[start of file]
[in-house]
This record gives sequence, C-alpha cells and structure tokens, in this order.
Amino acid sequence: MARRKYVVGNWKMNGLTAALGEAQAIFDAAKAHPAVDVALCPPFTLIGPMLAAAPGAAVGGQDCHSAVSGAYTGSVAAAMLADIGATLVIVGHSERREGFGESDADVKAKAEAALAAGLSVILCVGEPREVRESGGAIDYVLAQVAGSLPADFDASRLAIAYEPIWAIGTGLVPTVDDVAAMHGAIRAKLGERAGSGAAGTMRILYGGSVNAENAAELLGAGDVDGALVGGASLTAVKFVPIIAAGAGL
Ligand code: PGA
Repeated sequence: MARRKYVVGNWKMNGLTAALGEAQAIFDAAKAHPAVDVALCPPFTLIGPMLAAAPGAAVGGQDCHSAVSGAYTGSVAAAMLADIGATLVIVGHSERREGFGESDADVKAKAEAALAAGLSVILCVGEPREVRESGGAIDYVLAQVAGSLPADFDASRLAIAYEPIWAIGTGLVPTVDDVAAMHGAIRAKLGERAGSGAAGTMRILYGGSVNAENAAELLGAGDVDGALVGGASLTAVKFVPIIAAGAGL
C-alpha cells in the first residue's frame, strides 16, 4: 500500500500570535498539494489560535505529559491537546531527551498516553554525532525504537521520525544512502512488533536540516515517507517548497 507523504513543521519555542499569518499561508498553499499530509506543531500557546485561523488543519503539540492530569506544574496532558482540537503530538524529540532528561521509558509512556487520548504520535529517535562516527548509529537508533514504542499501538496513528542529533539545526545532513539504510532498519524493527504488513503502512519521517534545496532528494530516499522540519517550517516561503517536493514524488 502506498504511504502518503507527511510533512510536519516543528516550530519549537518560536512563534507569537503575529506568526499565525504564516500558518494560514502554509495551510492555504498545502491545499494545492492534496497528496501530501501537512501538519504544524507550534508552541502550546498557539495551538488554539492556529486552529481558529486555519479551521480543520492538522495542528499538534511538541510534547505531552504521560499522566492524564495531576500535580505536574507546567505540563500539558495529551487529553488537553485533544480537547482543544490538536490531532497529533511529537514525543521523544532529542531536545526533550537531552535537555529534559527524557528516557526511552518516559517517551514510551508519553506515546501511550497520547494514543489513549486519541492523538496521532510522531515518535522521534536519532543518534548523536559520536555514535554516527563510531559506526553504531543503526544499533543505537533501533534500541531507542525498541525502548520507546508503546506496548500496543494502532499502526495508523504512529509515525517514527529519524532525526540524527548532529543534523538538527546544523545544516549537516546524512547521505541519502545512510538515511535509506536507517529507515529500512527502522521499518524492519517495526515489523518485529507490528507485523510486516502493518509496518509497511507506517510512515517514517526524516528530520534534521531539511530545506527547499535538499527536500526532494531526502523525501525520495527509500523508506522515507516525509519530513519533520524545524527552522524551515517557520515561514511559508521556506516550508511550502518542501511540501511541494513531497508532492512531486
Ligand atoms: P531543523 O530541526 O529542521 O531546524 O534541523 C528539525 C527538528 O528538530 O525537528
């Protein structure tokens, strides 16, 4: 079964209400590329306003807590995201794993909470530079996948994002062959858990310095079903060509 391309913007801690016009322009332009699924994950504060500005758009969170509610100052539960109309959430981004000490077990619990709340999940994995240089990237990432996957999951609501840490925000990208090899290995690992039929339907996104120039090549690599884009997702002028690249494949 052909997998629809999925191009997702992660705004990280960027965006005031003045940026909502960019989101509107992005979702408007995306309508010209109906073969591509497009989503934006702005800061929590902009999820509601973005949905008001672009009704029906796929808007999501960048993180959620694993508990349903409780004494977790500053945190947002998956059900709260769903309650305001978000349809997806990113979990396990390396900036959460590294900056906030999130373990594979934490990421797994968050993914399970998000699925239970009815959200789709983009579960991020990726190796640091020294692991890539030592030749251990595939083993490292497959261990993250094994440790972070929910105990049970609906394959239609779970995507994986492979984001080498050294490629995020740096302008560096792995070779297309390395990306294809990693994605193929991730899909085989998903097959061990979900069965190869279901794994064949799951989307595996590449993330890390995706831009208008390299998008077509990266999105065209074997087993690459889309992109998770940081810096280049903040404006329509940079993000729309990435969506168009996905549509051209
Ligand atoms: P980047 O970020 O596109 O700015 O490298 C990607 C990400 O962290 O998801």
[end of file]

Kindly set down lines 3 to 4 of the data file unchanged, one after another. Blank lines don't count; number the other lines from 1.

Amino acid sequence: MARRKYVVGNWKMNGLTAALGEAQAIFDAAKAHPAVDVALCPPFTLIGPMLAAAPGAAVGGQDCHSAVSGAYTGSVAAAMLADIGATLVIVGHSERREGFGESDADVKAKAEAALAAGLSVILCVGEPREVRESGGAIDYVLAQVAGSLPADFDASRLAIAYEPIWAIGTGLVPTVDDVAAMHGAIRAKLGERAGSGAAGTMRILYGGSVNAENAAELLGAGDVDGALVGGASLTAVKFVPIIAAGAGL
Ligand code: PGA